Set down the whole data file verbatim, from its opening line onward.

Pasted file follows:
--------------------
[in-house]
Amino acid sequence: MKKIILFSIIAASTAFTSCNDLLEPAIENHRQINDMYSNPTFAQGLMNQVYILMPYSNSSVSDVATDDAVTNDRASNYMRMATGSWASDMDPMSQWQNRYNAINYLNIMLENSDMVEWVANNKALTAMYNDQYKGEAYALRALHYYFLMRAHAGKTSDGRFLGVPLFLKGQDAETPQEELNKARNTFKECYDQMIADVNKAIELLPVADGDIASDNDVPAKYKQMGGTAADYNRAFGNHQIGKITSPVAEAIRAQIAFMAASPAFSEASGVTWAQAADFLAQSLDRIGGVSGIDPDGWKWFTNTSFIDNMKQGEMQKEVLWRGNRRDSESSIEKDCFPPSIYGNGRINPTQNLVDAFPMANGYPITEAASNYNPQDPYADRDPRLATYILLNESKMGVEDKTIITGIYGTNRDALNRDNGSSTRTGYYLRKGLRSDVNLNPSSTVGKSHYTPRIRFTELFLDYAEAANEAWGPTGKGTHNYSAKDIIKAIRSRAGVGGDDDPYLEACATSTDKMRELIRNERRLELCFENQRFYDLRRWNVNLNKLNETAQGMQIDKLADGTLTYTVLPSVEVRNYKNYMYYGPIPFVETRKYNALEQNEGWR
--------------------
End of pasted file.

[in-house]
Amino acid sequence: MKKIILFSIIAASTAFTSCNDLLEPAIENHRQINDMYSNPTFAQGLMNQVYILMPYSNSSVSDVATDDAVTNDRASNYMRMATGSWASDMDPMSQWQNRYNAINYLNIMLENSDMVEWVANNKALTAMYNDQYKGEAYALRALHYYFLMRAHAGKTSDGRFLGVPLFLKGQDAETPQEELNKARNTFKECYDQMIADVNKAIELLPVADGDIASDNDVPAKYKQMGGTAADYNRAFGNHQIGKITSPVAEAIRAQIAFMAASPAFSEASGVTWAQAADFLAQSLDRIGGVSGIDPDGWKWFTNTSFIDNMKQGEMQKEVLWRGNRRDSESSIEKDCFPPSIYGNGRINPTQNLVDAFPMANGYPITEAASNYNPQDPYADRDPRLATYILLNESKMGVEDKTIITGIYGTNRDALNRDNGSSTRTGYYLRKGLRSDVNLNPSSTVGKSHYTPRIRFTELFLDYAEAANEAWGPTGKGTHNYSAKDIIKAIRSRAGVGGDDDPYLEACATSTDKMRELIRNERRLELCFENQRFYDLRRWNVNLNKLNETAQGMQIDKLADGTLTYTVLPSVEVRNYKNYMYYGPIPFVETRKYNALEQNEGWR